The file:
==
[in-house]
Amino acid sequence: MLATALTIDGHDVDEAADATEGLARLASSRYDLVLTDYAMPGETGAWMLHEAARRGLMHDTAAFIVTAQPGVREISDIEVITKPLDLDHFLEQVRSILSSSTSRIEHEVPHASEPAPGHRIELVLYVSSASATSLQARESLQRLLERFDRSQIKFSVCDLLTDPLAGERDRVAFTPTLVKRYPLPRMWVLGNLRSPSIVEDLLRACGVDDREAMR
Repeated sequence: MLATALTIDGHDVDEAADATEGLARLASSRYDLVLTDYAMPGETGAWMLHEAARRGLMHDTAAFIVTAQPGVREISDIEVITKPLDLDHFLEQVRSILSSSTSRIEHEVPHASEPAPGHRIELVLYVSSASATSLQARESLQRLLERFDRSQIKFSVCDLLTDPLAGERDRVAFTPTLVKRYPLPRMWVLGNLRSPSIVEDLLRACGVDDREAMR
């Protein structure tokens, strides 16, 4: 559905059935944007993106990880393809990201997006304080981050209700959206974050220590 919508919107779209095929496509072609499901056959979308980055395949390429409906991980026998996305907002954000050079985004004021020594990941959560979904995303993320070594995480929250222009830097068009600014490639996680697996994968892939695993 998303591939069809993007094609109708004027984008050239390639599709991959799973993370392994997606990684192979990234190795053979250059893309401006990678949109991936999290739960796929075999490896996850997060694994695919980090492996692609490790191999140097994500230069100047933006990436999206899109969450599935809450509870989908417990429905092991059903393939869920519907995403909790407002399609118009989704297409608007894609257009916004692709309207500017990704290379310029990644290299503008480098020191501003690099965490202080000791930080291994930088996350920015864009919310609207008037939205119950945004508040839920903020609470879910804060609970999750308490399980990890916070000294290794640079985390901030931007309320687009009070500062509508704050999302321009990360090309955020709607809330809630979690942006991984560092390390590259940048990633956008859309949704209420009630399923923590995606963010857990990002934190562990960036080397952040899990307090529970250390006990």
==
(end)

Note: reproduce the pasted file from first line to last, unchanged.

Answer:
[in-house]
Amino acid sequence: MLATALTIDGHDVDEAADATEGLARLASSRYDLVLTDYAMPGETGAWMLHEAARRGLMHDTAAFIVTAQPGVREISDIEVITKPLDLDHFLEQVRSILSSSTSRIEHEVPHASEPAPGHRIELVLYVSSASATSLQARESLQRLLERFDRSQIKFSVCDLLTDPLAGERDRVAFTPTLVKRYPLPRMWVLGNLRSPSIVEDLLRACGVDDREAMR
Repeated sequence: MLATALTIDGHDVDEAADATEGLARLASSRYDLVLTDYAMPGETGAWMLHEAARRGLMHDTAAFIVTAQPGVREISDIEVITKPLDLDHFLEQVRSILSSSTSRIEHEVPHASEPAPGHRIELVLYVSSASATSLQARESLQRLLERFDRSQIKFSVCDLLTDPLAGERDRVAFTPTLVKRYPLPRMWVLGNLRSPSIVEDLLRACGVDDREAMR
């Protein structure tokens, strides 16, 4: 559905059935944007993106990880393809990201997006304080981050209700959206974050220590 919508919107779209095929496509072609499901056959979308980055395949390429409906991980026998996305907002954000050079985004004021020594990941959560979904995303993320070594995480929250222009830097068009600014490639996680697996994968892939695993 998303591939069809993007094609109708004027984008050239390639599709991959799973993370392994997606990684192979990234190795053979250059893309401006990678949109991936999290739960796929075999490896996850997060694994695919980090492996692609490790191999140097994500230069100047933006990436999206899109969450599935809450509870989908417990429905092991059903393939869920519907995403909790407002399609118009989704297409608007894609257009916004692709309207500017990704290379310029990644290299503008480098020191501003690099965490202080000791930080291994930088996350920015864009919310609207008037939205119950945004508040839920903020609470879910804060609970999750308490399980990890916070000294290794640079985390901030931007309320687009009070500062509508704050999302321009990360090309955020709607809330809630979690942006991984560092390390590259940048990633956008859309949704209420009630399923923590995606963010857990990002934190562990960036080397952040899990307090529970250390006990």